The most important question about any scientific study, that must be answered before any others are asked:
What do they want to be true?
The study did make some interesting findings, but of course not the one heralded in the title or in the article.
The only true statement in the NPR article is this one:
A study of 40 people -- some religious, some nonreligious -- found that phrases such as "I believe God is with me throughout the day and watches over me" lit up the same areas of the brain we use to decipher the emotions and intentions of other people.
NPR, and the study's author, unfortunately concluded more than this:
Grafman says the finding, published in the Proceedings of the National Academy of Sciences, shows that there is no special circuitry in the brain that deals with religious belief. It also suggests that religion developed as the human brain evolved its capacity for complex social interactions.Nope.
It's no stretch of the imagination to say that the majority of the NPR devotees-- and likely members of PNAS-- may not be outright atheists, but they're hardcore agnostics. They occupy that space preferred by the self-absorbed who aren't sure what they do believe, but fervently confident about what they don't believe: anything their parents were into. They're skeptical, but lazy; they "know" which things are not true, but can't be bothered to learn what is true, or at least make something up that is logically consistent. The exception to this is evolution: they are passionate about evolution, though woefully ignorant of any of its principles or mechanisms. Their zeal is partly in reaction to established religion, and evolution becomes a substitute for religion.
Articles like this one fortify them. They don't need the details; it's enough to know that science is discovering, bit by bit, that much of the intellectual or religious history of mankind over the past, say, 6000 years, is all crap. It only took the sophisticated, post-Nixon mind to figure out what Kant couldn't. "Whatever, man-- evolution has a billion years on you." Indeed.
The study itself isn't too hard to explain. Subjects were asked to agree or disagree with certain god related statements ("People go to hell," "God protects all people") while their brain was scanned. The study found that the same regions were ones associated with understanding the intentions and emotions of human beings. Ergo: God is just another guy.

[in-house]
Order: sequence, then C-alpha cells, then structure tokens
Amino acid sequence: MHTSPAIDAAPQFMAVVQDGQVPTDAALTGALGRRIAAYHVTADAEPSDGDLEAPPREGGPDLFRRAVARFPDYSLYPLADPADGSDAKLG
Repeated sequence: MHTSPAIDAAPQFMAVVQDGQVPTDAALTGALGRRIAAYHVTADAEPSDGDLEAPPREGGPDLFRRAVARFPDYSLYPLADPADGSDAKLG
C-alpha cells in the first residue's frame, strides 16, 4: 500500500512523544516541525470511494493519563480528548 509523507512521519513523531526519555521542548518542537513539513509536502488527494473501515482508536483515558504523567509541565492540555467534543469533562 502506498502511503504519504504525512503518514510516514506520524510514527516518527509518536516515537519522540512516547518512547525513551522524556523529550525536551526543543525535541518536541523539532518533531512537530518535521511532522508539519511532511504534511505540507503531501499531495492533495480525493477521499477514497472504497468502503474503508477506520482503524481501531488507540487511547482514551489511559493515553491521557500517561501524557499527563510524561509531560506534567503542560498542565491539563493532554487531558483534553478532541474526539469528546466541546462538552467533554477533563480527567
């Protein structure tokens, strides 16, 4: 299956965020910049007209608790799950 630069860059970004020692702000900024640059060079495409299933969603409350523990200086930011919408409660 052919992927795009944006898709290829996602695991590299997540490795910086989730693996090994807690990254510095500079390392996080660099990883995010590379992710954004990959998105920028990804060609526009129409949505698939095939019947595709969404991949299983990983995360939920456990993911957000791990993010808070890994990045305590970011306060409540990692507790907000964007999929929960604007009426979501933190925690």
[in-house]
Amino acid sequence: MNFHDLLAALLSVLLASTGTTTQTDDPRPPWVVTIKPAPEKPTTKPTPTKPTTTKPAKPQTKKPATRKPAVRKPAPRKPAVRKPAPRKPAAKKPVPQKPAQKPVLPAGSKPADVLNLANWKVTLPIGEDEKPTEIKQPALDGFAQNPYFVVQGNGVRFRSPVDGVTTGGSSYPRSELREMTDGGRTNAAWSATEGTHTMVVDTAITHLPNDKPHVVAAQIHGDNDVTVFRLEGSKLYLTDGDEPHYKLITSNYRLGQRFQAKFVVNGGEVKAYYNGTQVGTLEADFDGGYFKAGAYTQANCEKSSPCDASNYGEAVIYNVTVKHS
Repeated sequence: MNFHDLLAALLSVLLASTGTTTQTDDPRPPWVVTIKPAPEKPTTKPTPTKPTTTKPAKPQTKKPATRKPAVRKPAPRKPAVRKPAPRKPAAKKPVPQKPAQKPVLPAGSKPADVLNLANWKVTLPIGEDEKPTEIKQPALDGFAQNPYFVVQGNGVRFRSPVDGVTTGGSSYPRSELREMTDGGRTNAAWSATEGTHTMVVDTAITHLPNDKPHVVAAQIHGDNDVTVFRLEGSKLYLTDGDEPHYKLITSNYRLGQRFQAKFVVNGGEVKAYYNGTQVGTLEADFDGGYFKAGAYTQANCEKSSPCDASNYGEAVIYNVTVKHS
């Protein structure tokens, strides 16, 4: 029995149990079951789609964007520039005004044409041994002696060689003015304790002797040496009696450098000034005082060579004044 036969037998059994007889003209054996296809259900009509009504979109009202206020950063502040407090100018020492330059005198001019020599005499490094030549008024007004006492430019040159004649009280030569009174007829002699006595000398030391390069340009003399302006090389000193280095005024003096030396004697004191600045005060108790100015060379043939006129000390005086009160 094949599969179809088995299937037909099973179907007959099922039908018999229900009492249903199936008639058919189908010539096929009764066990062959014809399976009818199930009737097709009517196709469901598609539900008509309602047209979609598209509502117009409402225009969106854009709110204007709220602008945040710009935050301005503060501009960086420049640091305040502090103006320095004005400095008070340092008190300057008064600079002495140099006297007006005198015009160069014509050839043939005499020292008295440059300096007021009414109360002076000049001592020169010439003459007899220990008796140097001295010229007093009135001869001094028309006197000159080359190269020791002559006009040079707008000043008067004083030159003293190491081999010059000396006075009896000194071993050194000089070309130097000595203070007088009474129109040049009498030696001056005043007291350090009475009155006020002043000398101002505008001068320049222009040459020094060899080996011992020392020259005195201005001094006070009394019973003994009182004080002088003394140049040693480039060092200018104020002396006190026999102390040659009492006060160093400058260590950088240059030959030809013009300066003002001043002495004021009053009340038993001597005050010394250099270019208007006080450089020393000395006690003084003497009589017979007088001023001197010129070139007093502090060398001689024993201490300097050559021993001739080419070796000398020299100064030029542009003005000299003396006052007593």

The obvious criticism is that this didn't study the religions experience at all; what it studied was what regions of the brain interpret statements that relate to intention. If they asked, "Jabba The Hutt thinks Leia is hot" it would have lit up the same regions, allowing the title of this article to be, "To The Brain, God Is Just Another Hutt."
Furthermore, it is very likely that many of these regions are only involved in linguisitic interpretations; if they had shown videos of people intending to do something, different regions of the brain would have been used.
But a more subtle criticism, and likely the most relevant one, is that this study was done on Americans born after 1970-- the Dumbest Generation of Narcissists In The History Of The World. Even if this was a valid test of how the brain deals with the religious experience, it's probably not applicable to how human beings in general, or over time, deal with the religious experience. If they tested, say, Carmelite nuns "thinking about God," you'd probably get different regions. (They did.)
In other words, the study emphatically does not show that "to the brain, God is just another guy." At best, it shows that American 30-somethings are not able to see God as anything other than just another guy; but who knows how 3rd century Romans saw God? Given that the study was done at NIH, by cognitive neuroscientists, published in PNAS and then reported on NPR, you would think that someone would have thought of this. Or perhaps they did, which is why they wrote it this way.